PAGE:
Should government agencies pick up the meal costs when spouses of elected officials attend out-of-town meetings and conferences?
A Southeast Los Angeles County water district did just that, to the tune of several thousand dollars.
In explaining a policy change two years ago, a staffer for the Central Basin Municipal Water District wrote in an internal email that spouses “help bring a different atmosphere to the business discussions between directors and other guests.” The staffer acknowledged that the policy could result in “questioning by reporters and auditors on these types of reimbursements.”
And indeed it has.
The Los Angeles County district attorney’s office is probing Central Basin’s travel expenses, focusing on meal reimbursements for spouses and others.
David Demerjian, head of the district attorney’s Public Integrity Unit, said investigators are still collecting information and are not sure how much money is involved. He said four of the five Central Basin directors may have violated the law, collecting thousands of dollars in meal reimbursements for their spouses and other public officials.
“There’s very strict rules on expenditures of taxpayer money, and public officials cannot spend taxpayer money as they see fit,” Demerjian said. “There has to be a public purpose.”
The issue has come up before. In 1990, the city of Norwalk’s practice of routinely paying the expenses of spouses who accompanied council members to conferences drew criticism from the city attorney.
In 1992, when a similar issue arose with a public hospital, the state attorney general’s office weighed in, saying that reimbursing such expenses was a violation of the state Constitution.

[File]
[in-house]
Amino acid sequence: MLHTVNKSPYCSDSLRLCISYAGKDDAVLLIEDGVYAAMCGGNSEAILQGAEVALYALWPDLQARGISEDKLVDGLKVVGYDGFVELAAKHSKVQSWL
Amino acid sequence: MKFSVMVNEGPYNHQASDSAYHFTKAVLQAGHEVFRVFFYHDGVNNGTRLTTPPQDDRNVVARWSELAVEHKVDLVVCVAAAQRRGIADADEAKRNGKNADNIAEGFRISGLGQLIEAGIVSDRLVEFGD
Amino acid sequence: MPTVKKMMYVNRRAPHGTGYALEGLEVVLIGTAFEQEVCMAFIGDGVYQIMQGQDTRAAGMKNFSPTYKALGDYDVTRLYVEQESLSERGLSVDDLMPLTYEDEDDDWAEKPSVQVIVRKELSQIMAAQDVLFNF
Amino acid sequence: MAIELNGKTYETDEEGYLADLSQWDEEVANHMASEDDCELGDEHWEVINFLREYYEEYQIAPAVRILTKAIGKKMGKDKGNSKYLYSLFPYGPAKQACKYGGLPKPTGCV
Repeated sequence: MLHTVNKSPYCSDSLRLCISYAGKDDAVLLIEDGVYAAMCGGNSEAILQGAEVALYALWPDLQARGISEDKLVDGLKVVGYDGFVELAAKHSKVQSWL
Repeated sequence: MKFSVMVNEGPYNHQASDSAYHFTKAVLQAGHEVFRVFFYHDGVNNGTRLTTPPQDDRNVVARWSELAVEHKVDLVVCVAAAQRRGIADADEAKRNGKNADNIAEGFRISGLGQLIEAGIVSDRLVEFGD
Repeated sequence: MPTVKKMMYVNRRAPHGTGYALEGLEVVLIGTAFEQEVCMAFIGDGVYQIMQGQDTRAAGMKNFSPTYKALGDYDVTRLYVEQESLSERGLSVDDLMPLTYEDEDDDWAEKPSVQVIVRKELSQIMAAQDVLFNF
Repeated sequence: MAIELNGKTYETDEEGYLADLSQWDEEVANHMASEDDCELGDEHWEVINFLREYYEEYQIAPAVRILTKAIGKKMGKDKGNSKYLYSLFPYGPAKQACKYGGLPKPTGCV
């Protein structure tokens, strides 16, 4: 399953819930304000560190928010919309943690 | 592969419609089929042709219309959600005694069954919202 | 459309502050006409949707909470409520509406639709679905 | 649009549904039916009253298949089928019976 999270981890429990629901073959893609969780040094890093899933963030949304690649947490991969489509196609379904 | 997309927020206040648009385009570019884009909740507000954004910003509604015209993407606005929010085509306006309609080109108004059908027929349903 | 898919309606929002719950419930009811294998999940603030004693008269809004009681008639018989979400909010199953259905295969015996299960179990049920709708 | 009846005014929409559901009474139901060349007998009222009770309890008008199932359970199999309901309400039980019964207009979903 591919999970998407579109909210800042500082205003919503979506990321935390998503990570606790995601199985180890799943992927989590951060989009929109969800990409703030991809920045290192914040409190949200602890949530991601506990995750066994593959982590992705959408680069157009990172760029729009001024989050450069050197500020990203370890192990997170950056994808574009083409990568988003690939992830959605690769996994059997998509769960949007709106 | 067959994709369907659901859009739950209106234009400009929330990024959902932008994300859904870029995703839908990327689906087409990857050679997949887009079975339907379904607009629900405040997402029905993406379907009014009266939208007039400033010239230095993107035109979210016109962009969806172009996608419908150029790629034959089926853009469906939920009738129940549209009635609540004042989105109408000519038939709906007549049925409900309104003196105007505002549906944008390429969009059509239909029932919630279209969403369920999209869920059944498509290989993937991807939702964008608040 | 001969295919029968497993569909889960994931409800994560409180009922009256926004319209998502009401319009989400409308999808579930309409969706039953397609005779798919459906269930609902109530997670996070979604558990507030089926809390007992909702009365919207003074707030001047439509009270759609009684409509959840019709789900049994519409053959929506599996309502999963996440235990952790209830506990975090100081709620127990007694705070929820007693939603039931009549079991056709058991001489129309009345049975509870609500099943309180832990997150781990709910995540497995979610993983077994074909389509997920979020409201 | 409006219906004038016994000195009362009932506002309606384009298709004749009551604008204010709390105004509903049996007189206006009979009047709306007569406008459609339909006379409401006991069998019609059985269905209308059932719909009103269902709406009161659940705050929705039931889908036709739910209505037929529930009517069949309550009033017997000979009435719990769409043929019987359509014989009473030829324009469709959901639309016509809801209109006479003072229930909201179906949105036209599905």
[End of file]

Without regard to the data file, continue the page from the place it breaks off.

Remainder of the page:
“We find no direct and substantial purpose to be served in paying the traveling and incidental expenses of a director’s spouse so as to justify an expenditure of public funds,” the attorney general’s office stated. “The payment would be unconstitutional.”
Complaints about travel expenses of public officials come up frequently, Demerjian said, and complaints about spouses’ perks arise from time to time. But the prosecutor said it was “unusual” that Central Basin changed its code of conduct to allow such payments.
In a brief interview with The Times, Central Basin General Manager Art Aguilar said the district revised its policy after prosecutors began their inquiry.
“We asked the D.A., ‘OK, then what is the way it should be?’” Aguilar said, “and that’s one reason we changed the policy.”
Aquilar said the district originally decided it could cover the expenses of spouses if “there was a beneficial effect to the overall business.” After a district budget meeting last week, Aguilar was asked for an example of how paying for the meal of a director’s spouse could benefit the public agency. “I don’t want to think off the top of my head. I got numbers in my head right now,” he said.
County prosecutors began their investigation after the San Gabriel Valley Tribune published several articles last year detailing tens of thousands of dollars spent by Central Basin’s directors during conference trips, including late-night room service. It’s unclear when the investigation will be complete.
Michael Colantuono, a veteran municipal lawyer and former president of the League of California Cities’ city attorney department, said the water district’s reasoning to allow spouses’ meals to be reimbursed because doing so changes the “atmosphere” of business meetings struck him as “indefensible.”
“To me it sounds like it makes it more fun,” he said. “Well, it’s not the purpose of the district to make meetings more fun.”
Colantuono said public lawyers often talk about these issues, and the consensus is that to justify paying a spouse’s expense, a public agency needs to determine that “the presence of the spouse is necessary to accomplish the purpose of the district.” That would be an exceedingly rare finding, he said.
L.A. County prosecutors also have been looking into other elected officials’ travel costs.
Last year, four current and former Irwindale officials, including a councilman, were charged with misspending thousands of dollars in city money on lavish trips to New York, supposedly to boost the city’s bond rating. The trips included outings to five-star restaurants and Broadway shows, baseball games and rounds of golf.
Prosecutors say the events had nothing to do with city business.
Times staff writer Sam Allen contributed to this report.